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Monday, September 21, 2020  Spokane, Washington  Est. May 19, 1883
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Wildfire near Sunset Highway completely contained

UPDATED: Fri., Aug. 14, 2020

Crews were able Friday to contain a brush fire that apparently started with spontaneous combustion and grew to threaten homes and cause evacuations near the Sunset Highway west of downtown Spokane .

Aircraft, including four planes and two helicopters, assisted fire crews as smoke rose from the blaze in the afternoon . Guy Gifford, spokesperson for the state Department of Natural Resources, said the fire burned between 10 and 20 acres.

Though the fire completely contained by about 6:30 p.m., crews were set to remain on site to put out any hot spots and monitor the area for at least the next 24 hours.

Gifford said a level 3 evacuation was ordered for about 25 homes in the area bounded by Greenwood at the north, Sunset Frontage to the south, Basalt on the east and Russell to the west. A level 2 evacuation was ordered for the area north of Greenwood to Deno.

Evacuation orders were lifted for the area around 4 p.m., after crews confirmed the fire was contained, Spokane Fire spokesperson Jamie McIntyre said. No structures were lost in the fire.

Investigators determined the fire was sparked when a pile of natural debris spontaneously combusted, McIntyre said. The pile had likely been there for several years and was dry enough to spark under the right conditions of high temperatures and low humidity.

About 100 firefighters were on scene from multiple agencies at the blaze’s peak, including the city of Spokane, Bureau of Land Management, DNR and Fish and Wildlife, plus several local fire departments, according to Spokane Fire Chief Brian Schaeffer.

According to Schaeffer, city fire crews were called to the 6300 block of West Sunset Frontage Road around 11 a.m. for a fast-moving brush fire. The blaze began in dry grass and brush, then quickly jumped to surrounding pine trees as wind gusts of up to 25 miles per hour fanned the flames, Schaeffer said.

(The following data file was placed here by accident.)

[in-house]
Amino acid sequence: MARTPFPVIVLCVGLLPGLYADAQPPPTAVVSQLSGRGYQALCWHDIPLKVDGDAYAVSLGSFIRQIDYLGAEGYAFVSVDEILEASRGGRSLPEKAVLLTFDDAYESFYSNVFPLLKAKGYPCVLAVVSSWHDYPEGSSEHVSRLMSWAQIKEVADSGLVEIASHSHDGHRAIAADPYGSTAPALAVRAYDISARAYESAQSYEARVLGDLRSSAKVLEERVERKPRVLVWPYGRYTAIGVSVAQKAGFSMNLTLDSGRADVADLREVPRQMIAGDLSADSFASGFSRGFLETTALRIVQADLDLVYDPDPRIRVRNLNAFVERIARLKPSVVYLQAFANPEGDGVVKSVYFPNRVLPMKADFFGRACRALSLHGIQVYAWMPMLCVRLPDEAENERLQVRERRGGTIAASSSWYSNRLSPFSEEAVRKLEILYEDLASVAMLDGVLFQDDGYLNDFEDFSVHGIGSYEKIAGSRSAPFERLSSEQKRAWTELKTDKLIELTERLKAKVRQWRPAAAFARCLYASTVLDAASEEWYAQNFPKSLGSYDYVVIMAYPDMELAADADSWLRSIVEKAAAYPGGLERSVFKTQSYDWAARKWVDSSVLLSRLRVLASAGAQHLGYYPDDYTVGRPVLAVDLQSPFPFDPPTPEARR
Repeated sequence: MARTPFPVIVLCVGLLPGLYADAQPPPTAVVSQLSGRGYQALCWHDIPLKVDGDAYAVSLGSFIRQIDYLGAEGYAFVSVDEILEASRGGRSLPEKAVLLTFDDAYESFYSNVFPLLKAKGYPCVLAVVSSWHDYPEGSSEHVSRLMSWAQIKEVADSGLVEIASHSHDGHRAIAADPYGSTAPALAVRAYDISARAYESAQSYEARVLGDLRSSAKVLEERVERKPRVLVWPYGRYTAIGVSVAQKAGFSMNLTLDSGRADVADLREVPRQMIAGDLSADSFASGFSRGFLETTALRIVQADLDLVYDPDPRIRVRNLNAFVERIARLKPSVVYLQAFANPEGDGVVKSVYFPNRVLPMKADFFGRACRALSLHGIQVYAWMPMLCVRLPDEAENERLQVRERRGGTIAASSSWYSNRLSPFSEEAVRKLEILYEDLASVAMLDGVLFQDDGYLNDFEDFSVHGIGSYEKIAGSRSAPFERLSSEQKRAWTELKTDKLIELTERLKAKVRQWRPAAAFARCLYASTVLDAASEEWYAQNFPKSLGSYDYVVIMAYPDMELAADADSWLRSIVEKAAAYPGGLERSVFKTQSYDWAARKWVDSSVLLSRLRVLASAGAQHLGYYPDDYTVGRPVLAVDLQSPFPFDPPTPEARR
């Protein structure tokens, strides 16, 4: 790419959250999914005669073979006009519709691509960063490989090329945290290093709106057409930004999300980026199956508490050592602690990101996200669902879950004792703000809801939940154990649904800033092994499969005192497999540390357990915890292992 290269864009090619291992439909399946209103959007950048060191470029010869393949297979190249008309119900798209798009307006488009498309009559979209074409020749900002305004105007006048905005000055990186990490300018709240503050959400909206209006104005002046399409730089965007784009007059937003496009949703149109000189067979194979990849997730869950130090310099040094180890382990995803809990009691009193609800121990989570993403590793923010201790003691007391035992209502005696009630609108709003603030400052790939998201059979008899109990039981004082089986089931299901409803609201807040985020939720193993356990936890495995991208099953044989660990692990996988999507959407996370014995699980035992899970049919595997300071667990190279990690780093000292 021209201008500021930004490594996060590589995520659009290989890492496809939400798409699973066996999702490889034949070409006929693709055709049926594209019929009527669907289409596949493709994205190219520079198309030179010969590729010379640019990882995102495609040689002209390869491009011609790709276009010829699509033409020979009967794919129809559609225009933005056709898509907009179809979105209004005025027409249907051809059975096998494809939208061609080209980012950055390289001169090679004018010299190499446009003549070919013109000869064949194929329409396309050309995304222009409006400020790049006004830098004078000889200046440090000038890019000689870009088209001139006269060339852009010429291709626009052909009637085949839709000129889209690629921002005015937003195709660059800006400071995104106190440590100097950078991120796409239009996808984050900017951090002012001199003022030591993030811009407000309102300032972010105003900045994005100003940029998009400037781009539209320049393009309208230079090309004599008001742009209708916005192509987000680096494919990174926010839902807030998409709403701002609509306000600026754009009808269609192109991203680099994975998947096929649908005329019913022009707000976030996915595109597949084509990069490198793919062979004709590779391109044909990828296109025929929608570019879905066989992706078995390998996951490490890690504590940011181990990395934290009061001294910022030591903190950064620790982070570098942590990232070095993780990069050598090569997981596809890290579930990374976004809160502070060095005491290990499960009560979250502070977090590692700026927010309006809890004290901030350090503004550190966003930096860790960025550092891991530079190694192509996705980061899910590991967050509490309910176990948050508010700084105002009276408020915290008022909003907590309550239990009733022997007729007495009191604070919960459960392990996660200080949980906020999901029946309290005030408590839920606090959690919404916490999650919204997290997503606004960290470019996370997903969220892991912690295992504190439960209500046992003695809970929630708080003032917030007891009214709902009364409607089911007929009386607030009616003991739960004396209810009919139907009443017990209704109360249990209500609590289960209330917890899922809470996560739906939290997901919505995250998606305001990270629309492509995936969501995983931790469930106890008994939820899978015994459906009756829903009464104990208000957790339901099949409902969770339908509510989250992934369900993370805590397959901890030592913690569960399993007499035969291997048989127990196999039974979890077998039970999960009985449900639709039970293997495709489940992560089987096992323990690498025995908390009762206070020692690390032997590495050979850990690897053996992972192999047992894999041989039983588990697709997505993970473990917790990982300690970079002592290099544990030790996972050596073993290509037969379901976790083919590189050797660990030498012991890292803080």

A combination of heat, low humidity and wind, plus at least 40 years’ worth of dry fuel under the trees, meant the fire spread extremely quickly and “erratically,” Schaeffer said.

That heat and low humidity will continue into next week as Eastern and Central Washington remain under an excessive heat warning. Jeffrey Cote, a meteorologist with the National Weather Service’s Spokane office, said temperatures are expected to reach 100 by Sunday and stay there until Wednesday, when light breezes are anticipated to help cool the region down.

From Sunday night to Monday, there is a 20% chance of thunderstorms in the area, Cote said, but those are likely to be “dry” – all of the lightning and wind without the rain. Dry lightning and strong gusts would be likely to cause more brush fires, Cote said.

Conditions like those that helped spread the Sunset Fire are usually foreseen by NWS and shared with fire agencies at daily briefings, Cote said. The agency had predicted Friday would be gusty and dry, but the factors that spark a fire – often humans – are nearly impossible to predict, Cote said.

Due to the fire’s size and complexity, Schaeffer estimated it could be days or weeks before a cause can be confirmed.

Grove Road has been closed to traffic as crews continue work on the fire. The nearby Sunset Highway remains open, Gifford said.

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